Since I primarily write flash fiction, I typically focus on the genre itself when I reflect on writing. Flash fiction, which is of the single serving variety, aims to get to the point and do so fast. Your goal is to create a world or series of emotions or entire story arc in a loosely defined range of say 1-700 words, something that is a page or two at most. These works are attacked with a scalpel—unneeded language is excised, sentences are rewritten in the effort to be poetically potent. A writer can spend days trying to cut a few words, say the two or three needed to get under Nano Fiction’s 300 word count, without paring away meaning.

Lately, in an effort to refine my art, I’ve been writing segmented flash. That is, flash fiction that consists of multiple segments/parts of 50-100 words. Each segment is a story within itself, but together, they create the full art and desired effect. The mystery is protracted over the multiple sections but each is terse. My first successful foray came in the form of the rather odd piece of flash, Wintergreen Flakes (seen here in a 6 section format) that was featured in issue 5.4 of The Molotov Cocktail: A Projectile For Incendiary Flash Fiction (in a 5 section version).

Thus, as fellow writers, I urge you to give this effort a try. Aim for five sections of 100 words on the dot, eight to ten sections of 50. Either way, you will be forced to think, hone and isolate. The editing will draw out both your voice and your purpose, and in doing so, lead to a deeper, stronger bit of writing. As always, feel free to drop me a line and share, we can edit, and edit alike. 

Thursday, August 21, 2014

Nike Free Run 5.0: A Shoe Review though I run primarily in zero drop footwear, I do make an attempt to rotate shoes around and run in some different styles to rest certain parts of the body and spread stress around. With this fact in mind, I have used the Nike Free Running shoe for many years as a flexible, lightly padded alternative. It may not be a minimalist shoe per se, but it has positive attributes, and was in fact my first foray into the market of non-traditional running shoes.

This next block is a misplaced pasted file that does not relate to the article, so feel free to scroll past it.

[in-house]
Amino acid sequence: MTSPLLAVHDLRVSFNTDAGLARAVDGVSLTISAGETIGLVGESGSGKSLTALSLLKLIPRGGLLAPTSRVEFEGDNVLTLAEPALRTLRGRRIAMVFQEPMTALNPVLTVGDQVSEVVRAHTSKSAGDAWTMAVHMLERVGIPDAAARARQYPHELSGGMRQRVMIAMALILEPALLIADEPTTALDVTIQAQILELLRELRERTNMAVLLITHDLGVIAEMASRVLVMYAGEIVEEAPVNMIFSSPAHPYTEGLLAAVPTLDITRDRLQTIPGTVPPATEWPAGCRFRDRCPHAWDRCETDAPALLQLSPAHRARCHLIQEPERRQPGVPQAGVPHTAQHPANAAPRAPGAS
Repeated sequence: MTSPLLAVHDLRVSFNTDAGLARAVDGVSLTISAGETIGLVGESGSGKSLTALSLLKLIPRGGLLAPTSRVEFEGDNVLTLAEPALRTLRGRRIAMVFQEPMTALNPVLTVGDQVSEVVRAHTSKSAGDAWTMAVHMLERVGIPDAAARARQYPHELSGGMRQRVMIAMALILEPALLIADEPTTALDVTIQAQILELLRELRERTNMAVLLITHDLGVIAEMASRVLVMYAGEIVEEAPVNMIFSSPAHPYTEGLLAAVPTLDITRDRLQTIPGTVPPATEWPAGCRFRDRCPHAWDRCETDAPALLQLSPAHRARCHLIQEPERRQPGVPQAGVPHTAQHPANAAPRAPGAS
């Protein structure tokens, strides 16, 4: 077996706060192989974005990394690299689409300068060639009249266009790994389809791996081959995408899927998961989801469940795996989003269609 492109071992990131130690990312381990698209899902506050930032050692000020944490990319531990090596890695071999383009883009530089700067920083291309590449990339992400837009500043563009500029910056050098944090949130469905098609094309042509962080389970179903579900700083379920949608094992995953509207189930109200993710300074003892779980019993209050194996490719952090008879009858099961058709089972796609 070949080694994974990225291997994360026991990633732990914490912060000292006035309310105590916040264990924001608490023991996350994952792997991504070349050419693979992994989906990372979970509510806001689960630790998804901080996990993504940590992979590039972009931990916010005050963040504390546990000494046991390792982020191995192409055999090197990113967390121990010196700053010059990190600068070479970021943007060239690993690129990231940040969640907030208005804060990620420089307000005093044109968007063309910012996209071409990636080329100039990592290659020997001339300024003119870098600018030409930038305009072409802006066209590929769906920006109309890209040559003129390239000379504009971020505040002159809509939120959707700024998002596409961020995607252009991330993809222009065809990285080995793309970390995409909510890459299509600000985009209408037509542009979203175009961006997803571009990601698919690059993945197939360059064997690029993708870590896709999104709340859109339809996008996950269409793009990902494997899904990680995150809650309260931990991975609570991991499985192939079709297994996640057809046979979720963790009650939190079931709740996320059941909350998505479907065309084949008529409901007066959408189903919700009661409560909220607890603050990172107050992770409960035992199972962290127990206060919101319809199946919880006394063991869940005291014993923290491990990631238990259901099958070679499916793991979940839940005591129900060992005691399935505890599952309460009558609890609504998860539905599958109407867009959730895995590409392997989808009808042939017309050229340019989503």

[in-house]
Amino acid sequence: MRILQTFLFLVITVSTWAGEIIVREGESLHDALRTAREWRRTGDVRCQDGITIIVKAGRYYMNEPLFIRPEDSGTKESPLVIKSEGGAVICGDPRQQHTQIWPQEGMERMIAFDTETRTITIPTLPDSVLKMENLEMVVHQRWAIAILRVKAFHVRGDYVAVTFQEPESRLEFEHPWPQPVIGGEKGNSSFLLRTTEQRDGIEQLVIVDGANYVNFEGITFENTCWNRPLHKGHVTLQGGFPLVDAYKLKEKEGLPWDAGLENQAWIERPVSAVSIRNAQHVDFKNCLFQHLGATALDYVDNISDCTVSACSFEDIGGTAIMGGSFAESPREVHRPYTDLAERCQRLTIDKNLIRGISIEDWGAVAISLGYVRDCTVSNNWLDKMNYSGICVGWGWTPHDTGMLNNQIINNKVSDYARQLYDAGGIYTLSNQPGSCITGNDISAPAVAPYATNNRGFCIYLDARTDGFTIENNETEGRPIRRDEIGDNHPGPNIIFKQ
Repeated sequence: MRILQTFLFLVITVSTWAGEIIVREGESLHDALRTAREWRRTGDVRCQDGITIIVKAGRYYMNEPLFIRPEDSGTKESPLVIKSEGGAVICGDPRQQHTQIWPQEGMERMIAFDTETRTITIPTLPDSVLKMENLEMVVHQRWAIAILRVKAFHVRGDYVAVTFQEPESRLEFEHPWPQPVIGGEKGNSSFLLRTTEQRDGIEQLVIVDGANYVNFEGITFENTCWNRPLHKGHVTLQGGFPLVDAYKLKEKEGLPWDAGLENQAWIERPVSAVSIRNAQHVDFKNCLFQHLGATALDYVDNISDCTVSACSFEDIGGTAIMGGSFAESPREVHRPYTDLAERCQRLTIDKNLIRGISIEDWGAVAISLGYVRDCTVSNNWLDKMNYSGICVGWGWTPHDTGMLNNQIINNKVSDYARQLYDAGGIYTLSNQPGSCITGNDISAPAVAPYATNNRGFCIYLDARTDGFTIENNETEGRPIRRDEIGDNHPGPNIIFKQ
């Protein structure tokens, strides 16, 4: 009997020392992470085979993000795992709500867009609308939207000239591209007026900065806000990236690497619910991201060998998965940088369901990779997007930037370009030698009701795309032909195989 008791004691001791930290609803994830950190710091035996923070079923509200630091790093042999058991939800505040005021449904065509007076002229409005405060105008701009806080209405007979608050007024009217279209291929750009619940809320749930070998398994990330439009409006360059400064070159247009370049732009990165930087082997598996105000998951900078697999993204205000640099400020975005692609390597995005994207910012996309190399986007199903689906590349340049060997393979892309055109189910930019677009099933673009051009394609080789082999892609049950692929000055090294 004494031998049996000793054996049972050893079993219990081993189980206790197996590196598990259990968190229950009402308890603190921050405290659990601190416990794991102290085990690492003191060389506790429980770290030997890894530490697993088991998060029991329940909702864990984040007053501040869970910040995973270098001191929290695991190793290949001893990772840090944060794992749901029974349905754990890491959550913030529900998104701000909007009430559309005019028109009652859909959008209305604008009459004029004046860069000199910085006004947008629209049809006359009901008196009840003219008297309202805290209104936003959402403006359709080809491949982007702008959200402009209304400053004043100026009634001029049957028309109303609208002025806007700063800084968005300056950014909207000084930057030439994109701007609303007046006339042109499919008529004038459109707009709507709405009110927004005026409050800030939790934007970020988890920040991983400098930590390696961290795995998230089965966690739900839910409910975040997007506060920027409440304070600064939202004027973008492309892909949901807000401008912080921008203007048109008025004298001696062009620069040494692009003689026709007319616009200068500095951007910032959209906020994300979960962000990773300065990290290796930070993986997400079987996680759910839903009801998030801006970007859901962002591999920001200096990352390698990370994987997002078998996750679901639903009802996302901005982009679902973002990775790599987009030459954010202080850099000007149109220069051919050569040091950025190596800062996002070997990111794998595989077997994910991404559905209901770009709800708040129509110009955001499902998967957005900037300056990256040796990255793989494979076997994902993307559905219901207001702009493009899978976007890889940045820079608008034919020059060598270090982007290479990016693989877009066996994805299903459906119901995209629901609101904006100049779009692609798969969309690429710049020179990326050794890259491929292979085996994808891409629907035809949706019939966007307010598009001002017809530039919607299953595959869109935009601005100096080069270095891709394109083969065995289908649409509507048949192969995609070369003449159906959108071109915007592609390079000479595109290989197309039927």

While Nike has many different models to choose from, the Free Run 5.0 (and its cousin the Flynit) is the one you will find on the shelves at many of your stores, and since I have broken down my older models, I picked up a pair and worked them into my routine. Unfortunately, unlike some of the past models, this shoe lacks some of the features that made the Free Run desirable to me. 
First off the shoe is narrow, much narrower that one would expect, and I find that toe box has been cinched in as has the shoe on a whole. While older models were not Altra or Skora wide, they were accommodating to the foot, allowing the toes to spread out and function while in the shoe. This shoe is not as functional, the toes are a bit crammed and the toe piece has decorative features that remove breathability. With a wider foot, I find that my pinkie toe isn’t as engaged and I have a more angular landing pattern and thus altered pronation. Adding to the issue, the shoe narrows in the center and considerable stress was place on my outer metatarsal bone, causing some rubbing and aching. While this has abated over time with stretching, one doesn’t want to deal with such an issue in a properly sized shoe.

That said, the shoe is still hyper flexible. It allows your foot to move, and if you have narrow feet, the above issues are of no consequence. They have copied some other companies (like Skora) and created a rounded, more natural heel to create more natural, footlike stability, and the foam rubber on the outsole has a bit more durability to it. The new hexagonal approach to the bottom removes the wings that used to protrude out, giving the shoe an overall clean look while maintaining the shoe’s desired traits.


  1. Still a nice cross over shoe. Some wear this one for style, but if you are a shoe rotator or one who wears more minimalistic models, this is a great tweener shoe. Something for the training surfaces or distances that require a little more padding.
  2. Curved heel allows for natural landing.
  3. A wide variety styles and choices in a shoe that is easy to find without breaking the bank.


  1. As mentioned above, the toe box has been decimated not for function but style. This is a problem and makes the shoe eBay fodder for those with wide feet.
  2. The shoe is just narrow overall. All covered above of course.
  3. Not as breathable as one would like. My shoes were literally bricks of water after some runs. The sweat went in and stayed there.